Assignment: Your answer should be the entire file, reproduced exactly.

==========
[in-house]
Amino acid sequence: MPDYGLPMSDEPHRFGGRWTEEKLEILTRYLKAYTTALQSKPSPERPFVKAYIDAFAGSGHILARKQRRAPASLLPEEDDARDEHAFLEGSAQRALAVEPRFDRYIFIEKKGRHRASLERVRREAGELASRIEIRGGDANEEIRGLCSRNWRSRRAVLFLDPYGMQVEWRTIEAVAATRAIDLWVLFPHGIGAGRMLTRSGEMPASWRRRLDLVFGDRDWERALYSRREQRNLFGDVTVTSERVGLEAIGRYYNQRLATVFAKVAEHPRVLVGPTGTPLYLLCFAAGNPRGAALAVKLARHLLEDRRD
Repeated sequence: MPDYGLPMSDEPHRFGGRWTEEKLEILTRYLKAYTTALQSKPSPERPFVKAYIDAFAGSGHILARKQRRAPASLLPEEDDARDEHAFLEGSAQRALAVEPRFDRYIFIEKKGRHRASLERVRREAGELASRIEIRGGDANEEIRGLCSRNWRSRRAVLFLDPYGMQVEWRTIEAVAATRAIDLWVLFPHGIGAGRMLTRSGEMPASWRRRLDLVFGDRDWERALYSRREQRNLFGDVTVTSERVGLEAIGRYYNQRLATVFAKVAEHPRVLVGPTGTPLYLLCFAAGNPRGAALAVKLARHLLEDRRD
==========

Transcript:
[in-house]
Amino acid sequence: MPDYGLPMSDEPHRFGGRWTEEKLEILTRYLKAYTTALQSKPSPERPFVKAYIDAFAGSGHILARKQRRAPASLLPEEDDARDEHAFLEGSAQRALAVEPRFDRYIFIEKKGRHRASLERVRREAGELASRIEIRGGDANEEIRGLCSRNWRSRRAVLFLDPYGMQVEWRTIEAVAATRAIDLWVLFPHGIGAGRMLTRSGEMPASWRRRLDLVFGDRDWERALYSRREQRNLFGDVTVTSERVGLEAIGRYYNQRLATVFAKVAEHPRVLVGPTGTPLYLLCFAAGNPRGAALAVKLARHLLEDRRD
Repeated sequence: MPDYGLPMSDEPHRFGGRWTEEKLEILTRYLKAYTTALQSKPSPERPFVKAYIDAFAGSGHILARKQRRAPASLLPEEDDARDEHAFLEGSAQRALAVEPRFDRYIFIEKKGRHRASLERVRREAGELASRIEIRGGDANEEIRGLCSRNWRSRRAVLFLDPYGMQVEWRTIEAVAATRAIDLWVLFPHGIGAGRMLTRSGEMPASWRRRLDLVFGDRDWERALYSRREQRNLFGDVTVTSERVGLEAIGRYYNQRLATVFAKVAEHPRVLVGPTGTPLYLLCFAAGNPRGAALAVKLARHLLEDRRD